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The use of paper, both as a medium and a motif, has been a recurring aspect of Rachael Haynes’s practice. Paper speaks of order and precision, while also being malleable, vulnerable and delicate. In Impossible Sites, Haynes picked up on these different qualities of paper to produce a site-specific installation that explored the architecture of the Development Space in which it was exhibited. In particular, she examined how the rectangular, corridor-shaped gallery could be defined by a set of irregular, organically shaped paper objects. In turn, she also explored how the objects could belong in such a space. This was not just the resolution of a site specific problem: Haynes’s concentration on the delicacy and fragility of the paper revealed a concern (something akin to a nurturing sentiment) with how these objects would ‘fit in’ with the stone-walled gallery.
The works were made by folding paper horizontally into concertina shapes. These were then lacerated at measured, regular intervals so that when bent, the cut strips projected outwards. The fragility of this lacerated paper made the works seem vulnerable and contrasted with the hardness of the gallery walls. The sheets of cut paper were folded back on themselves, in increasing increments, and while some formed organic, shell or cocoon-like shapes, others looked like tiny fragile skeletons. The cutout sections gave the works an airy delicacy; one could almost imagine them moving and breathing, with tendril-like strips outstretched. The light-handed, pared-back manner in which Haynes had worked the paper and the watery washes of ink colouring it gave the works a supreme lightness.
Despite the differences in form between the objects and the gallery space, these works responded directly to their environment, double-playing the rectangular room and echoing the precision of its lines. Placed in a row along the entry wall, each work was approximately a quarter of the size of the one that came before it, so that the smallest object hung in the furthest corner. This mirrored the receding perspective that one would have upon entering the gallery. Each subsequent structure along this and the adjacent walls was also in regular, graded tones of blue, giving a tangible sense of the subtle variations of space and light within the room. The precise cuts and folds of the objects also echoed the orderliness of the space.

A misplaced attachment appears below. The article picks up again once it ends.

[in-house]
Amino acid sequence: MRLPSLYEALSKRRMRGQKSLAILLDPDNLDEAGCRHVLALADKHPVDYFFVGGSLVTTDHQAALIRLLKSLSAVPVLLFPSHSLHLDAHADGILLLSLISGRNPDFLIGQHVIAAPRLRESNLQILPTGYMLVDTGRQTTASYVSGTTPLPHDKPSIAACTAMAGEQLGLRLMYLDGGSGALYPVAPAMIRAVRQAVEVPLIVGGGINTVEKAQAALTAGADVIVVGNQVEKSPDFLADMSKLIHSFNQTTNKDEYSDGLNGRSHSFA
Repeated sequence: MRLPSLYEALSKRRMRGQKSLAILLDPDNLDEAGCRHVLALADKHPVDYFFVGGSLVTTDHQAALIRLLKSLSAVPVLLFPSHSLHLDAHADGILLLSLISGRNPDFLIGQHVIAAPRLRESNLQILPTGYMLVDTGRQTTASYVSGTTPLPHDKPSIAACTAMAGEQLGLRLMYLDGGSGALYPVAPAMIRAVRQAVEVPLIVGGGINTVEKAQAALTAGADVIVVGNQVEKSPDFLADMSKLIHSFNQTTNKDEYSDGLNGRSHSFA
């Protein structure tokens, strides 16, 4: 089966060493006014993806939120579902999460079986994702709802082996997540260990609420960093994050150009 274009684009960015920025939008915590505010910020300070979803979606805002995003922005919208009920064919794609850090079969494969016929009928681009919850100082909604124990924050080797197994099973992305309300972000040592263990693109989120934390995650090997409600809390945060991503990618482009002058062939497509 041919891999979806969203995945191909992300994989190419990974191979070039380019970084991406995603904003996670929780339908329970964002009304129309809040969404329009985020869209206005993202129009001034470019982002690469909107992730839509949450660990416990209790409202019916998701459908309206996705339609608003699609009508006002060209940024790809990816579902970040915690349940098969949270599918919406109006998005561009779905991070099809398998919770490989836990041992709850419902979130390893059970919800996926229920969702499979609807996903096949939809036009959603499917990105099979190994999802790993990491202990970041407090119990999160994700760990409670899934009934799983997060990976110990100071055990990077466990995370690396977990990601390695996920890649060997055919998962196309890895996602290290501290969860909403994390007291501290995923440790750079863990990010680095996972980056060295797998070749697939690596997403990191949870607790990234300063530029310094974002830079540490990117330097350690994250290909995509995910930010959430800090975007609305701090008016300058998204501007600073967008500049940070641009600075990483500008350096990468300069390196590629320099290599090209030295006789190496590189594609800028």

A series of photographs near the gallery entrance expressed the more human sentiment underpinning the exhibition. Again, these dealt with ‘ideas of space’—of finding or adapting spaces where objects could ‘fit in’ or ‘belong’. In these works, a figure ‘housed’ the sculptures in the intimate crevices of his armpits, finding a place where they could fit. Those who know the artist might recognise this subject as Haynes’s partner. In each of the photographs, the figure wore a slightly different, patterned shirt, often incorporating stripes, some of which echoed the striations in the paper works. The clothes of loved ones and the ‘architecture’ of their bodies are profoundly familiar and the linking of the works with the figure in this instance reflected the artist’s affection for both.
A precursor to Impossible Sites was Haynes’s Wall/paper (2002). This work, still on display, is painted on the walls and a section of floor in a stairwell at Metro Arts. Like Impossible sites, Wall/paper is a dialogue between space and work. The artist responded to the angularity of the stairs and walls, as well as the light and shadows in this space, to paint subtly graded, linear or blocked areas of colour. Like wallpaper in a domestic or other environment, Wall/paper works with the space, but never overpowers it, to the extent that natural light and shadows cast on the walls can be mistaken for paint, and vice versa. Thinking back to Impossible Sites, in that exhibition too, Haynes strove to create an environment where artwork and gallery could find spaces, as the catalogue essay suggested, for possible ‘co-habitation’.1
1. Majena Mafé, Impossible sites, catalogue essay, Metro Arts, Brisbane, 2003, unpaginated.